Inmates sue for right to printouts

A Georgia inmate challenges a state law barring inmates from any access to Internet - even receiving printouts in the mail.
Written by Richard Koman, Contributor

Is allowing inmates access to the Internet - even in the ultimate in slow access: receiving printouts of websites through the mail - a proper restriction or a fundamental violation of free speech? It's a question the federal courts will address in an inmate lawsuit, USAToday reports. Even MySpace is getting pulled into the controversy of inmate access to cyberspace, as pressure mounts on the service to block inmates' profiles.

When a friend sent Georgia inmate Danny Williams some legal research that had been downloaded from the Internet earlier this year, state prison guards confiscated the package.

Prison officials said the material was prohibited under a five-year-old regulation that bars inmates from receiving any printed material downloaded from the Internet. The policy is designed to prevent inmates from gaining access to material on the Internet that could compromise security — bombmaking instructions, for example.

Williams is challenging that policy in federal court. While inmates don't have access to computers, should they be able to receive online information in print form? Certainly prison officials have an interest in stopping the flow of information about bombmaking or prison escape techniques, but just as certainly prisoners have a right to use the Internet to say, do legal research for beef up their parole appeals or challenge their convictions. A bar on all Internet-based information, even that which can be easily previewed and censored as necessary seems to violate basic First Amendment rights.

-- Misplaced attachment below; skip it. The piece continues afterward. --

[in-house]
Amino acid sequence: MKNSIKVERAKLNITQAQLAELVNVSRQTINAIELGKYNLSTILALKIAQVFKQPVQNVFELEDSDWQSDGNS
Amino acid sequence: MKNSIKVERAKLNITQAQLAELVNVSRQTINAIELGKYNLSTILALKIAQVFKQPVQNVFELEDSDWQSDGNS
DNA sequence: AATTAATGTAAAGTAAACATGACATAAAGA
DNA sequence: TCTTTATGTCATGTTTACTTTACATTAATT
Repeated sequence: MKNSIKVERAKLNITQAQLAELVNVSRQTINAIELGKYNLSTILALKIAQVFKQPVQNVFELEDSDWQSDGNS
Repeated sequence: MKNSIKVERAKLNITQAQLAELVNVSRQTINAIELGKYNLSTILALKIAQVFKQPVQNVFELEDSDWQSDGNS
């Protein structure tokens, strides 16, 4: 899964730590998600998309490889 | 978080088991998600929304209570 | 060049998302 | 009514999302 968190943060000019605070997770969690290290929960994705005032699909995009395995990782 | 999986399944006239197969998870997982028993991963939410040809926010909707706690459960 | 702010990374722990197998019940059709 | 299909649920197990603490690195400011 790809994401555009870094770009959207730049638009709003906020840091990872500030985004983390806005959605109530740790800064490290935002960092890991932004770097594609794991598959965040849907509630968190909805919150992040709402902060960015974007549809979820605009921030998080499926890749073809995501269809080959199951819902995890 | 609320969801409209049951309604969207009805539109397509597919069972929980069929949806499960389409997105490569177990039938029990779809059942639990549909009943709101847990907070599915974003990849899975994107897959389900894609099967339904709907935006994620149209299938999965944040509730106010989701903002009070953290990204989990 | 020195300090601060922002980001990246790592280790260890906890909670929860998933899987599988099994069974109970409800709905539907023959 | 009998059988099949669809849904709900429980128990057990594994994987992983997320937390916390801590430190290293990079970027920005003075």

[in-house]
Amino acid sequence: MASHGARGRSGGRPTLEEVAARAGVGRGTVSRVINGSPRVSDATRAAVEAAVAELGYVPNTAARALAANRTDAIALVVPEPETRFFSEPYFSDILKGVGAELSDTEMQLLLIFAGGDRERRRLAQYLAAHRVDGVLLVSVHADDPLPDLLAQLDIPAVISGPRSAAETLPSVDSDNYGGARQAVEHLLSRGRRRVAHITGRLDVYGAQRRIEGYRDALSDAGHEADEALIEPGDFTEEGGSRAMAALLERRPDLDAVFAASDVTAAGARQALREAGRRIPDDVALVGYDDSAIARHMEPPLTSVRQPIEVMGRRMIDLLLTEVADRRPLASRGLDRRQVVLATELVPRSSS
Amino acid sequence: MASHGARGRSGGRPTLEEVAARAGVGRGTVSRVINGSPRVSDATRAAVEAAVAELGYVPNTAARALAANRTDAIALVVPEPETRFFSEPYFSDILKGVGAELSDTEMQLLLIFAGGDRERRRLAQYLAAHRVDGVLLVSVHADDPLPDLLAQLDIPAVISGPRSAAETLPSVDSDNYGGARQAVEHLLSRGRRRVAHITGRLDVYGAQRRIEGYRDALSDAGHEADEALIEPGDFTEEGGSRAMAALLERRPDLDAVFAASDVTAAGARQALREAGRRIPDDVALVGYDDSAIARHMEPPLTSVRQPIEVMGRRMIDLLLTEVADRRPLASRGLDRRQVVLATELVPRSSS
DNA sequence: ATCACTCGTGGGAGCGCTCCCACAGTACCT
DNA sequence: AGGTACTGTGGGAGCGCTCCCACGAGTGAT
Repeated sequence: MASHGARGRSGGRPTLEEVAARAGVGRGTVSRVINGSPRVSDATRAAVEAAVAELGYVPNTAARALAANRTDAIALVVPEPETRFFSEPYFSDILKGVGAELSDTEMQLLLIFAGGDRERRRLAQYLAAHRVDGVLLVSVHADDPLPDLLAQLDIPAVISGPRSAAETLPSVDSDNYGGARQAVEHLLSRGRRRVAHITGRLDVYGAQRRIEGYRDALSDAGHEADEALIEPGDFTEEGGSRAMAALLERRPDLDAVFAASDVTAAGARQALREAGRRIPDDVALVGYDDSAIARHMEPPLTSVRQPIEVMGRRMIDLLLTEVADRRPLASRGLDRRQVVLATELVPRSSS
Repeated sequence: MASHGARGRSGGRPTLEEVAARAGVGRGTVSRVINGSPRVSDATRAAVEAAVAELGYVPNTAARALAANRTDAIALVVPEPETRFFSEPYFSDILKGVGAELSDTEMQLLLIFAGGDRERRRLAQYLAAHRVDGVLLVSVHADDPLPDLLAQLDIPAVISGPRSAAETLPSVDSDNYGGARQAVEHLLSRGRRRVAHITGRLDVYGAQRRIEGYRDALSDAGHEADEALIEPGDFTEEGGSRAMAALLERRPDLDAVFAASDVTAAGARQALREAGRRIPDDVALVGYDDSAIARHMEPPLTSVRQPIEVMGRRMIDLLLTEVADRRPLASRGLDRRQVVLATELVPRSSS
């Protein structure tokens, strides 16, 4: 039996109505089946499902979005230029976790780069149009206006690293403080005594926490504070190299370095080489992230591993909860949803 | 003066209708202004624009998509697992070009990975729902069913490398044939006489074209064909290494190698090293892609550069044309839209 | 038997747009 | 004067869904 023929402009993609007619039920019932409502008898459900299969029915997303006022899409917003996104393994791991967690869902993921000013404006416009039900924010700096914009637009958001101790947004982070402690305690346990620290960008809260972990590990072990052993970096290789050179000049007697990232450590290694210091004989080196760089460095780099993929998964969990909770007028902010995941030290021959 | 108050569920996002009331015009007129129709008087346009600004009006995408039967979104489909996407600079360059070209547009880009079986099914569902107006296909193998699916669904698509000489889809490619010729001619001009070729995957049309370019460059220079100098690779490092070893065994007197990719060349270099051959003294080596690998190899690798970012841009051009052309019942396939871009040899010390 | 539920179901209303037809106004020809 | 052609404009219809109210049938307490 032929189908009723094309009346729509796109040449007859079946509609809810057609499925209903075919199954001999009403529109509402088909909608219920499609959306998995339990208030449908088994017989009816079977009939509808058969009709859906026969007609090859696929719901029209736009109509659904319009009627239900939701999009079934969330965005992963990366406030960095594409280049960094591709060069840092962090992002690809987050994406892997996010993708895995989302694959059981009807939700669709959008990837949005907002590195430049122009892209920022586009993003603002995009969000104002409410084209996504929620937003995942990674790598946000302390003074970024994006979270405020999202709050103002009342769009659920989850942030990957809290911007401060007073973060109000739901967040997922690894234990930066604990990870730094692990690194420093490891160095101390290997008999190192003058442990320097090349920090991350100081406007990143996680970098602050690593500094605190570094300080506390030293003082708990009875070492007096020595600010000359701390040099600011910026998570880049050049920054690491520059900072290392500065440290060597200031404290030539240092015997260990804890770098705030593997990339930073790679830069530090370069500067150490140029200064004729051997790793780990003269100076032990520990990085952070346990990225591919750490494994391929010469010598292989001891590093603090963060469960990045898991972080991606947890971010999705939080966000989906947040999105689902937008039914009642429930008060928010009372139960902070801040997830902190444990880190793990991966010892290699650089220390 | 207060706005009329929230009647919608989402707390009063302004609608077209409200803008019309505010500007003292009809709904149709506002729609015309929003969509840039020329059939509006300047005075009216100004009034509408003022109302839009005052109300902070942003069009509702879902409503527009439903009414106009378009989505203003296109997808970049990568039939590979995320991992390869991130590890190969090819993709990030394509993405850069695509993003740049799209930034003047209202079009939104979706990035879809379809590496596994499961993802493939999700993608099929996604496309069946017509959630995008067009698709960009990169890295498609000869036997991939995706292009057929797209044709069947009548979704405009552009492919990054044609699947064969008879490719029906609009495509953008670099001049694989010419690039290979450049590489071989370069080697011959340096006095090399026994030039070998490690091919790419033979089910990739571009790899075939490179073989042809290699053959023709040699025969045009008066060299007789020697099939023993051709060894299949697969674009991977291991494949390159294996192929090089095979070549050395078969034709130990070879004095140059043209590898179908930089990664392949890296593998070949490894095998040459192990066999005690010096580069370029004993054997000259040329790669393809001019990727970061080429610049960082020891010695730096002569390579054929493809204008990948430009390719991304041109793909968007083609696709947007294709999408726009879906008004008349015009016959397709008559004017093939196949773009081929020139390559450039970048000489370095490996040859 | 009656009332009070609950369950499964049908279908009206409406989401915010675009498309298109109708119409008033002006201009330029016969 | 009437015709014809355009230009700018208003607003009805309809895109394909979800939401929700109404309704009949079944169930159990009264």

Andy Kahan, director of Houston's crime victims office, says some of that speech, potentially viewable around the world, could reinjure victims. "It's like getting (harmed) all over again," Kahan says.

Williams attack may be looked on favorably by the courts if prior decisions are any guide.

A federal appeals court in California two years ago sided with an inmate who was barred under state prison regulations from receiving printed copies of Internet-generated documents through regular mail. In Arizona, prisoners' rights groups successfully challenged a state law that once banned inmates from exchanging written mail with Internet service providers or establishing profiles on websites through outside contacts.

Now in Texas victims' rights groups and government officials are trying to stop inmates from maintaining MySpace profiles. The community was outraged that Randy Halprin, one of seven inmates who escaped from prison in 2000 and went on a murderous rampage, had a MySpace profile (since deleted, not by MySpace)

"Is it (MySpace's) policy to give killers a platform for all the world to see?" Kahan says. "I'm asking MySpace to take a stand. Do they want convicted killers to infiltrate a system geared to young people?"

But it's not a crime to have a MySpace profile in most states and it's not against MySpace's user agreement.

MySpace spokesman Jeff Berman says the site is reviewing profiles posted on behalf of inmates and says it will "remove any that violate our terms of service, such as hate speech, advocating violence and threatening conduct.

"Unless you violate the terms of service or break the law, we don't step in the middle of free expression," Berman says. "There's a lot on our site we don't approve of in terms of taste or ideas, but it's not our role to be censors."

Editorial standards